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Updated on Jul 02, 2015 travel-insurance

Toronto’s summer vacation season can be an exceptional time to travel, but as British Columbia resident Kenzie Markey’s recent tragic saga of injuries in a U.S. skydiving accident illustrates, an ideal time also for reviewing the importance and intricacies of comprehensive travel insurance coverage. Markey’s current situation could be so much worse. The 32-year-old from Squamish was left with a collapsed lung and fractures to her femur, foot, pelvis, skull, eye socket, nose and elbow last month when her parachute collapsed in mid-air during a routine jump in Phoenix, Arizona. Now in recovering in stable condition, Markey faces medical bills that will exceed $500,000 because her TD Insurance travel coverage explicitly does not cover “hazardous activities,” including most extreme sports. Transportation back to Vancouver alone will likely cost her and her family an estimated $30,000. Her loved ones launched an online campaign to assist with her bills that garnered over $13,000 in donations in its first week. It’s unfortunate that such a valuable lesson must come at the cost of such debilitating injuries. That said, there couldn’t be a more valuable time to paint the importance of carefully reading through every travel insurance policy’s details.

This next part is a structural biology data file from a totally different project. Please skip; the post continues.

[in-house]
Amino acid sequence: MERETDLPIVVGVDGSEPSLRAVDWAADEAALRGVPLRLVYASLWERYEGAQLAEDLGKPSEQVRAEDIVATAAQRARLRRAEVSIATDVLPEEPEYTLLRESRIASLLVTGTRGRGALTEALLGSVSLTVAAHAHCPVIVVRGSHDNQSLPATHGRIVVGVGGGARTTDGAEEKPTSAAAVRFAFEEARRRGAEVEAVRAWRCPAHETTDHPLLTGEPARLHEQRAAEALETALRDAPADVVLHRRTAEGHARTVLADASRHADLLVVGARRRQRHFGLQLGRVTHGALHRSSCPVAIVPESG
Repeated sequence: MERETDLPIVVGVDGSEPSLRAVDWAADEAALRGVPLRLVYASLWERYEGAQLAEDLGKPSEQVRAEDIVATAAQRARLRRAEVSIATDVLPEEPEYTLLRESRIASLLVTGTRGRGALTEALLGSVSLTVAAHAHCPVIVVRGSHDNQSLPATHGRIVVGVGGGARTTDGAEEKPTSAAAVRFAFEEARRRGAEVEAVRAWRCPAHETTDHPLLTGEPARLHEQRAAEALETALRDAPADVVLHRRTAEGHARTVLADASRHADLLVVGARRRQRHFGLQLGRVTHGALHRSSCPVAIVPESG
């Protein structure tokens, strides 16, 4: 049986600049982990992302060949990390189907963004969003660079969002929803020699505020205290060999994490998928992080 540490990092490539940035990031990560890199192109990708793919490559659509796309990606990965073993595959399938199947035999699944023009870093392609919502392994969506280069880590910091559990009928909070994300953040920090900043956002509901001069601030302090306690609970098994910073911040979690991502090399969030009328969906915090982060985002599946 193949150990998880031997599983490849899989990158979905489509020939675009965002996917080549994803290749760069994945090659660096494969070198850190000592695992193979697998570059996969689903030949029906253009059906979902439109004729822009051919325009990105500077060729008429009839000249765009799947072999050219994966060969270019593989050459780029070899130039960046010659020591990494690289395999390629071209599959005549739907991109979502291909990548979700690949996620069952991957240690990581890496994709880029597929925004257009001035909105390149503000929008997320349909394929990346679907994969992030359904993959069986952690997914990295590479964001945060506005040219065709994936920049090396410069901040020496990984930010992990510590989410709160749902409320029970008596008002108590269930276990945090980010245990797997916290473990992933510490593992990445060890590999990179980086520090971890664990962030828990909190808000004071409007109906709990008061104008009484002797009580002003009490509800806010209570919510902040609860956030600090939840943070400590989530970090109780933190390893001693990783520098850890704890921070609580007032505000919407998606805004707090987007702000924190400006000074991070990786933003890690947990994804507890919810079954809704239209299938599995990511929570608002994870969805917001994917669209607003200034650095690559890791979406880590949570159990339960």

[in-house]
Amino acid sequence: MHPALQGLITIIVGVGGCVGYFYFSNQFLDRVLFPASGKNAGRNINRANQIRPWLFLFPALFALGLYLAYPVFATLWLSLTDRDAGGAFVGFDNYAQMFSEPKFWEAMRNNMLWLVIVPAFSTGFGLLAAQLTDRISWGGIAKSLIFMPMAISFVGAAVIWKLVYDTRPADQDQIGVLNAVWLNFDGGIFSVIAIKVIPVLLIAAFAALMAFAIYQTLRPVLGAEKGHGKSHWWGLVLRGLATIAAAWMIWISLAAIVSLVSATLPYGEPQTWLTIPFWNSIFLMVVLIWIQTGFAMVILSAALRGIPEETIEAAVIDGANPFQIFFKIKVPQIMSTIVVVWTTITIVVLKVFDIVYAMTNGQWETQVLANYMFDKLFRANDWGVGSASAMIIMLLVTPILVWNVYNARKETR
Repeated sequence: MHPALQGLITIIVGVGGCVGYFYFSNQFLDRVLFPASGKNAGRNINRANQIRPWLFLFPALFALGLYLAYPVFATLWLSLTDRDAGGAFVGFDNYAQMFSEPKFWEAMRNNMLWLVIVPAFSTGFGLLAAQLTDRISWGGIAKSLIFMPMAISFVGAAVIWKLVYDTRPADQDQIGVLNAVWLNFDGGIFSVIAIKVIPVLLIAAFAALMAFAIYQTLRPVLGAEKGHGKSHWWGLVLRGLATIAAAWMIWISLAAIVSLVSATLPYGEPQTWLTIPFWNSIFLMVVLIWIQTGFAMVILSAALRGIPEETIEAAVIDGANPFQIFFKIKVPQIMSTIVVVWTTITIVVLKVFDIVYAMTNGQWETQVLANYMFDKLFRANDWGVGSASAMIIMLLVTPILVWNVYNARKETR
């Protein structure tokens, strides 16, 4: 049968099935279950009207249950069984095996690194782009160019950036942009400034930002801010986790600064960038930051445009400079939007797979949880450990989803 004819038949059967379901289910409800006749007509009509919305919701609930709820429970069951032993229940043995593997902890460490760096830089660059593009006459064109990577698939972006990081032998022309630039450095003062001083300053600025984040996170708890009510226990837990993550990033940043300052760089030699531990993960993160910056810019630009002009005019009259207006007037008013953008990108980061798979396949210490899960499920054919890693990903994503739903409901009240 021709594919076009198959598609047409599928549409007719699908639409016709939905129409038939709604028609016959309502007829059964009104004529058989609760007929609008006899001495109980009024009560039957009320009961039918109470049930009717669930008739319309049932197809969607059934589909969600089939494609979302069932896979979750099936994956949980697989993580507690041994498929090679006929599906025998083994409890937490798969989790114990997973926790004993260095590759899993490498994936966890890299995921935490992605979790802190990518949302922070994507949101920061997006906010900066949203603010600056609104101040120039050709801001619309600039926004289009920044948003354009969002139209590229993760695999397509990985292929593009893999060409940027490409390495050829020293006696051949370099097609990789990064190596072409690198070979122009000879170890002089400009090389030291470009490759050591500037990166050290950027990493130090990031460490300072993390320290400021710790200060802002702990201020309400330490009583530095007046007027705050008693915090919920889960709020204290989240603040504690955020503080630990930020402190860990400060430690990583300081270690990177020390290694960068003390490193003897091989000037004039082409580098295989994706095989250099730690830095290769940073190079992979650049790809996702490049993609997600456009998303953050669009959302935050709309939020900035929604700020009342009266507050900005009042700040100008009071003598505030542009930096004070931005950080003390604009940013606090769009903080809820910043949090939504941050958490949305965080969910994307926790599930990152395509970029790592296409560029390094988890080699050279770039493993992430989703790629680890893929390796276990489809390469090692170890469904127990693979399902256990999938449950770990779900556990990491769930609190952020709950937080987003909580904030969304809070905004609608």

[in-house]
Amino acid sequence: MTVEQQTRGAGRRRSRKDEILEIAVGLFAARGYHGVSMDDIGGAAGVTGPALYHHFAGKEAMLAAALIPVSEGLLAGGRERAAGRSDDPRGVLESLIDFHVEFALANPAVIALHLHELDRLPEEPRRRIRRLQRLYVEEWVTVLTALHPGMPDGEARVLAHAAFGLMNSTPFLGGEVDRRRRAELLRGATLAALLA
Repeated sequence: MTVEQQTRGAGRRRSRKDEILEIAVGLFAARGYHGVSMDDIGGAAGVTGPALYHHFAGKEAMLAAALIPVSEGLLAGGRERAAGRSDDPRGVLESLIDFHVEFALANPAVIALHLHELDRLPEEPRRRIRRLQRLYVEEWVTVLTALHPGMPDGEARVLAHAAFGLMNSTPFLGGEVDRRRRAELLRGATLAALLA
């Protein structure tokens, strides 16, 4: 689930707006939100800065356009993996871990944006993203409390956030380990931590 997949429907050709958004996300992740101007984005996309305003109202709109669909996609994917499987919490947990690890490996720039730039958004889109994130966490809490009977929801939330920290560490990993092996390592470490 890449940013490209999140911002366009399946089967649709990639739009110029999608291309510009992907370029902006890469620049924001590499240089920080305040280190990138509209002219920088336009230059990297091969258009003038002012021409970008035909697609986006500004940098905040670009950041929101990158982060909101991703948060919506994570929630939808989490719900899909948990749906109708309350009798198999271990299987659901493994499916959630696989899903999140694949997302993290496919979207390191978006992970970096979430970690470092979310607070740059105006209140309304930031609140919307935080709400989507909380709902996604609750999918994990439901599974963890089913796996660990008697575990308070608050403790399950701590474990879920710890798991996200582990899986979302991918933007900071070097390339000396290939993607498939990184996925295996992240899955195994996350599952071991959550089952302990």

From the outset, never lie, embellish, manipulate or otherwise distort your medical history when applying for travel insurance coverage. Toronto’s courts can and will side with an insurers taken to court after denying policy-holders’ claims based on inaccurate, misleading and sometimes even deliberately fraudulent applications. This becomes particularly important when detailing preexisting conditions. Take nothing for granted and disclose everything. If in doubt, consult your physician before submitting your policy application. You may not think a condition would be particularly important, but especially for applications 60 years and up that will probably fill out especially thorough health forms, it’s better to disclose and be denied than to mislead/embellish and have a claim rejected later after the bills have arrived. As illustrated by Markey’s case, understand your coverage completely and know for certain that it meets your trip’s needs. Many policies won’t coverage reckless behaviour while intoxicated or certain dangerous sports. Most won’t foot the bill for non-emergency care or routine checkups. Finally, once you’re on your trip, always keep your policy documents handy. These should include your policy number, emergency contact information, and any other travel documents. Also, frequent travelers should remember that buying annual travel coverage can cut costs considerably. Often, $30 to $40 can purchase a week of reasonable medical travel insurance. If you have further questions, please contact Blue Umbrella Financial Services today. Your first consultation is always free, and our brokers will work with you to decide what kind of coverage will best protect you until your safe return to Toronto.

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